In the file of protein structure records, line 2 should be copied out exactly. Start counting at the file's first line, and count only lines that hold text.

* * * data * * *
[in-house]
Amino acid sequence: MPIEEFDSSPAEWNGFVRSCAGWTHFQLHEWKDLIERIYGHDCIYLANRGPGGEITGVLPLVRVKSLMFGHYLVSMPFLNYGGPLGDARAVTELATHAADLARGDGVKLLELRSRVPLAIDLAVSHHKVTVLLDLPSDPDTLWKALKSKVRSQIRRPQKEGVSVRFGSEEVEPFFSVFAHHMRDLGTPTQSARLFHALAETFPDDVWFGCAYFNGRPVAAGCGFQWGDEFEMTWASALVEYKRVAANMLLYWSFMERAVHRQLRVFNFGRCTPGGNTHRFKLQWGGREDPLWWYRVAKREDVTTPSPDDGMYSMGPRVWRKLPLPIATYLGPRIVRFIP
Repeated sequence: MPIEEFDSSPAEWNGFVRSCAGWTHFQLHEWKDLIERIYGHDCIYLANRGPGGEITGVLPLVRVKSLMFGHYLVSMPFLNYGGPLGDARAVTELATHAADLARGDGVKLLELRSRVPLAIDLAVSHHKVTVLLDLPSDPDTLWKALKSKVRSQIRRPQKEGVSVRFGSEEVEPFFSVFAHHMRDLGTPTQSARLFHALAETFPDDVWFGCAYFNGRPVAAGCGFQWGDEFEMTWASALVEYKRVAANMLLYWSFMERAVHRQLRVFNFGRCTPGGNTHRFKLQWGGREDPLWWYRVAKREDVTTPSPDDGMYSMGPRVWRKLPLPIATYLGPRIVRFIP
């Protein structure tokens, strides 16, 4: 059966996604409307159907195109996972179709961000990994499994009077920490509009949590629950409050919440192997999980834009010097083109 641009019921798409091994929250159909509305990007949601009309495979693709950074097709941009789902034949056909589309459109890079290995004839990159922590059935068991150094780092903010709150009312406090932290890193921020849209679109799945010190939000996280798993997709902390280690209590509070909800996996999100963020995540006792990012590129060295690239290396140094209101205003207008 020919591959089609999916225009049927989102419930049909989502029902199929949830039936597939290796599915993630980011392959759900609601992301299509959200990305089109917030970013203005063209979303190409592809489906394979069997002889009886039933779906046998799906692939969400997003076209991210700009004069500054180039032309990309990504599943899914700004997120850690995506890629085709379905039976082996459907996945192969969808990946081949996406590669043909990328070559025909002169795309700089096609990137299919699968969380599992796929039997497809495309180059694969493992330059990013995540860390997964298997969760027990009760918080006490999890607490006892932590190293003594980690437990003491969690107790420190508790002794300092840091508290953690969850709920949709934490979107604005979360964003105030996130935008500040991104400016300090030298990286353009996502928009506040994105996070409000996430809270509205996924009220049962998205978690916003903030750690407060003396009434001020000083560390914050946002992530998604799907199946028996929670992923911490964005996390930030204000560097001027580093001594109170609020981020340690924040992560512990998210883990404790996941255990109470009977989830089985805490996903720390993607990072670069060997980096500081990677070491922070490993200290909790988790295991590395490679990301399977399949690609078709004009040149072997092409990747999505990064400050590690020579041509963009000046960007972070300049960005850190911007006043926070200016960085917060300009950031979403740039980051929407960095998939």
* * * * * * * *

Amino acid sequence: MPIEEFDSSPAEWNGFVRSCAGWTHFQLHEWKDLIERIYGHDCIYLANRGPGGEITGVLPLVRVKSLMFGHYLVSMPFLNYGGPLGDARAVTELATHAADLARGDGVKLLELRSRVPLAIDLAVSHHKVTVLLDLPSDPDTLWKALKSKVRSQIRRPQKEGVSVRFGSEEVEPFFSVFAHHMRDLGTPTQSARLFHALAETFPDDVWFGCAYFNGRPVAAGCGFQWGDEFEMTWASALVEYKRVAANMLLYWSFMERAVHRQLRVFNFGRCTPGGNTHRFKLQWGGREDPLWWYRVAKREDVTTPSPDDGMYSMGPRVWRKLPLPIATYLGPRIVRFIP